It is not that Christianity has been tested and found wanting but that Christianity has been rejected by those who think they know what it is but who, in reality, do not have the foggiest idea of its claims or its history in fact and truth.  While this is certainly a problem for the witness of the faith in our modern age, it is not without terrible consequence for our life together as a whole.  We are divided not over facts but over thoughts, desires, and instincts that often conflict with the facts.  Consider, for example, how quickly the idea of gender has been surrendered to feeling and instinct.  The facts of anatomy count for nothing in the face of a fluid and abstract idea of gender that has only an invented reality.  As people, we have become sheep the slaughter, led by unreliable truth toward goals whose consequences have yet to be seen or understood.  We are a people ripe for self-destruction, divided over ideas that have no basis in fact, blind to the outcomes of the things we judge true or false, and vulnerable to a pace of change that makes it impossible for us to be a cohesive society and community.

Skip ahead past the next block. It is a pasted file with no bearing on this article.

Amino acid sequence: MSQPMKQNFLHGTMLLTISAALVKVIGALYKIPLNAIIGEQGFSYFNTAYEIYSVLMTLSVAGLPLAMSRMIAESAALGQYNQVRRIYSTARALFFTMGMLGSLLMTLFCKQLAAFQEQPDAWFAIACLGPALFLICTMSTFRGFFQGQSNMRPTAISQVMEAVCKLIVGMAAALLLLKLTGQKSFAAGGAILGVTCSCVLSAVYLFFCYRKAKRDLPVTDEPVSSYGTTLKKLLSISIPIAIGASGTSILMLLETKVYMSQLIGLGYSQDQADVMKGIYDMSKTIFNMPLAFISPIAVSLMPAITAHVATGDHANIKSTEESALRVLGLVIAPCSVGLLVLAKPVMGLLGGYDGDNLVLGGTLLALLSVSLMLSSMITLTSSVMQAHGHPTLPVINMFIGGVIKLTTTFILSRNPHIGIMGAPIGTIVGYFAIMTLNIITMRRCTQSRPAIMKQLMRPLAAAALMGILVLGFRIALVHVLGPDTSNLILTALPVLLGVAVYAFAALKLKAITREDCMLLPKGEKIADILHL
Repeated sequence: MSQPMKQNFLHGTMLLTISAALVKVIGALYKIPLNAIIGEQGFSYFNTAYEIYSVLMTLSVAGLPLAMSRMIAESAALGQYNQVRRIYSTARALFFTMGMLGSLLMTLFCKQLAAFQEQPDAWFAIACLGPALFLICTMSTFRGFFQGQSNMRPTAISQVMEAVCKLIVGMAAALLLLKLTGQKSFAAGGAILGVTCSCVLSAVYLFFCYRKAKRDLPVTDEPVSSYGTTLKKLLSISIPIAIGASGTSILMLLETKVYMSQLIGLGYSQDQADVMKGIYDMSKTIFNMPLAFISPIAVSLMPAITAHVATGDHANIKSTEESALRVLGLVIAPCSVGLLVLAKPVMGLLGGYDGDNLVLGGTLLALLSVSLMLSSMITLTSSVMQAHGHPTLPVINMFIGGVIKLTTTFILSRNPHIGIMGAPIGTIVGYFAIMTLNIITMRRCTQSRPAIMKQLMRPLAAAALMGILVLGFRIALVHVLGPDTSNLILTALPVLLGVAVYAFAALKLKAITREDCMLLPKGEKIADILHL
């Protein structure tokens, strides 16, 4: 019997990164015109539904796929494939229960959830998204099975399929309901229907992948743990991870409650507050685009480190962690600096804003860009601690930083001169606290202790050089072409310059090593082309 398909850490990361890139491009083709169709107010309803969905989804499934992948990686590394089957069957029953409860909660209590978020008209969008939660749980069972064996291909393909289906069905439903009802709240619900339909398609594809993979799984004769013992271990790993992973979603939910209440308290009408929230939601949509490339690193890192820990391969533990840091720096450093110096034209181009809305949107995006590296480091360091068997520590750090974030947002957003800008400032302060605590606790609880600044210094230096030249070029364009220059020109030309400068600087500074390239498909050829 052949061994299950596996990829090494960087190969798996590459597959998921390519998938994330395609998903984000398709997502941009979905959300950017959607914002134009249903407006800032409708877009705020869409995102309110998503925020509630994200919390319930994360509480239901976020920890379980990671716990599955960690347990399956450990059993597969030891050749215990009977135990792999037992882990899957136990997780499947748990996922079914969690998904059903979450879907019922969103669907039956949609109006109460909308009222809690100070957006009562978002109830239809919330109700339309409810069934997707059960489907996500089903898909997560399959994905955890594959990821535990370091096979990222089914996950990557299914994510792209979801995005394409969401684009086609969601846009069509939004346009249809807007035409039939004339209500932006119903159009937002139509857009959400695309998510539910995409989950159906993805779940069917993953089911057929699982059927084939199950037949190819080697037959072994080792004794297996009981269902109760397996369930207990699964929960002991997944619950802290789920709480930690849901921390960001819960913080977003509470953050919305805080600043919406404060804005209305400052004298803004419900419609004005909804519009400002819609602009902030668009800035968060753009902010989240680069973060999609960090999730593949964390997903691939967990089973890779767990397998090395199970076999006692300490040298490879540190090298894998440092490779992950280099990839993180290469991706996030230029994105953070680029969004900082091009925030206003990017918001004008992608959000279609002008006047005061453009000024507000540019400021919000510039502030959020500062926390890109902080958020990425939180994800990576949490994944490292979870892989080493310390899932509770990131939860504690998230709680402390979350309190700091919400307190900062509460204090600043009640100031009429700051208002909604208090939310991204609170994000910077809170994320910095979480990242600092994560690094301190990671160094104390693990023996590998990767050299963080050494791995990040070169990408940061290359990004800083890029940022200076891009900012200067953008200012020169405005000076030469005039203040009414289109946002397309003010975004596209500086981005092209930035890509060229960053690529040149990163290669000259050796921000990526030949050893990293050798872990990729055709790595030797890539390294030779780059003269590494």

Our modern age ridicules the blind faith in God that Jesus calls us to follow but they fail to see that they have an equally blind faith in the claims of science, the rule of experience, and the instinct of feeling or desire.  Breitenbeck is surely correct in saying most folks today know little about the science behind the facts they claim.  Instead, they have deposited scientists with the same awe and respect that medieval peasants once reserved for priests alone.  The science that they trust so absolutely is not experience sifted through rational judgement but experience that is hard to replicate and conclusions with which others may and often disagree.  Technology and its engineers and inventors have become the modern day magicians except that we give them more than our attention and our curiosity -- we have abandoned our skepticism and deposited all our trust in them -- without knowing who is a charlatan and who is a truth sayer.  We are the blind being led by the blind without Jesus to cast away the scales from our eyes.